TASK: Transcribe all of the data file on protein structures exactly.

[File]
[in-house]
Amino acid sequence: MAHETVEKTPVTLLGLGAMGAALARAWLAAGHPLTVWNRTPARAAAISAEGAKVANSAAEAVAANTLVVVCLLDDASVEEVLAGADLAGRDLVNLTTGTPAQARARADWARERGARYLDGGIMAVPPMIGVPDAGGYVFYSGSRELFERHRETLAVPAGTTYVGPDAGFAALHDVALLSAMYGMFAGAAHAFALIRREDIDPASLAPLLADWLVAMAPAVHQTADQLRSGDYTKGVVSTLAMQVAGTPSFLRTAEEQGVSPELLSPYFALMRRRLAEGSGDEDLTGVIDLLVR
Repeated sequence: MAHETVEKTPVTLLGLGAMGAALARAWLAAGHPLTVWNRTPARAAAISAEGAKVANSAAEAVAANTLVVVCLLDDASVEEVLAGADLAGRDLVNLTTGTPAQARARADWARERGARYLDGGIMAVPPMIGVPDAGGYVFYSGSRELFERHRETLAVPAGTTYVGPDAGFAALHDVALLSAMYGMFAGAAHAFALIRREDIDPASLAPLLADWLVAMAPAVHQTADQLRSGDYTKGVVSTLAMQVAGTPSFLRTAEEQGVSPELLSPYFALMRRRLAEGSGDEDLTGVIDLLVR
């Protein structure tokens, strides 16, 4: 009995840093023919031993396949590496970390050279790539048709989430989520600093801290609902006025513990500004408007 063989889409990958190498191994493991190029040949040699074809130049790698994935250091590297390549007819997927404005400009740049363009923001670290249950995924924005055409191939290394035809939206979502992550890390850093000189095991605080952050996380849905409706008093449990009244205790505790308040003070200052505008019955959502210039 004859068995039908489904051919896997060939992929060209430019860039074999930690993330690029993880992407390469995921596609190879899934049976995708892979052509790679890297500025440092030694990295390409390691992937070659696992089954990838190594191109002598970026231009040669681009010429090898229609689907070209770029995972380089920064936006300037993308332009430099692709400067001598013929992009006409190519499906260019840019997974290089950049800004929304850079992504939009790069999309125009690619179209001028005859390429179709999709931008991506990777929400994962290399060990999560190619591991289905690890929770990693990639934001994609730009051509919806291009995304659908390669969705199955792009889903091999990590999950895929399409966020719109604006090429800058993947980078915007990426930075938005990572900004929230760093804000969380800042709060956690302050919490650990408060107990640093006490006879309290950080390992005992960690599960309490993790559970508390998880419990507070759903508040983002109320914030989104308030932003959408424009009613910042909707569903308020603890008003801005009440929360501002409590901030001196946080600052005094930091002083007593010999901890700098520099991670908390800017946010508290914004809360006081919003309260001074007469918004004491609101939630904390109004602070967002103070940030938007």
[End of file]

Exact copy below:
[in-house]
Amino acid sequence: MAHETVEKTPVTLLGLGAMGAALARAWLAAGHPLTVWNRTPARAAAISAEGAKVANSAAEAVAANTLVVVCLLDDASVEEVLAGADLAGRDLVNLTTGTPAQARARADWARERGARYLDGGIMAVPPMIGVPDAGGYVFYSGSRELFERHRETLAVPAGTTYVGPDAGFAALHDVALLSAMYGMFAGAAHAFALIRREDIDPASLAPLLADWLVAMAPAVHQTADQLRSGDYTKGVVSTLAMQVAGTPSFLRTAEEQGVSPELLSPYFALMRRRLAEGSGDEDLTGVIDLLVR
Repeated sequence: MAHETVEKTPVTLLGLGAMGAALARAWLAAGHPLTVWNRTPARAAAISAEGAKVANSAAEAVAANTLVVVCLLDDASVEEVLAGADLAGRDLVNLTTGTPAQARARADWARERGARYLDGGIMAVPPMIGVPDAGGYVFYSGSRELFERHRETLAVPAGTTYVGPDAGFAALHDVALLSAMYGMFAGAAHAFALIRREDIDPASLAPLLADWLVAMAPAVHQTADQLRSGDYTKGVVSTLAMQVAGTPSFLRTAEEQGVSPELLSPYFALMRRRLAEGSGDEDLTGVIDLLVR
């Protein structure tokens, strides 16, 4: 009995840093023919031993396949590496970390050279790539048709989430989520600093801290609902006025513990500004408007 063989889409990958190498191994493991190029040949040699074809130049790698994935250091590297390549007819997927404005400009740049363009923001670290249950995924924005055409191939290394035809939206979502992550890390850093000189095991605080952050996380849905409706008093449990009244205790505790308040003070200052505008019955959502210039 004859068995039908489904051919896997060939992929060209430019860039074999930690993330690029993880992407390469995921596609190879899934049976995708892979052509790679890297500025440092030694990295390409390691992937070659696992089954990838190594191109002598970026231009040669681009010429090898229609689907070209770029995972380089920064936006300037993308332009430099692709400067001598013929992009006409190519499906260019840019997974290089950049800004929304850079992504939009790069999309125009690619179209001028005859390429179709999709931008991506990777929400994962290399060990999560190619591991289905690890929770990693990639934001994609730009051509919806291009995304659908390669969705199955792009889903091999990590999950895929399409966020719109604006090429800058993947980078915007990426930075938005990572900004929230760093804000969380800042709060956690302050919490650990408060107990640093006490006879309290950080390992005992960690599960309490993790559970508390998880419990507070759903508040983002109320914030989104308030932003959408424009009613910042909707569903308020603890008003801005009440929360501002409590901030001196946080600052005094930091002083007593010999901890700098520099991670908390800017946010508290914004809360006081919003309260001074007469918004004491609101939630904390109004602070967002103070940030938007």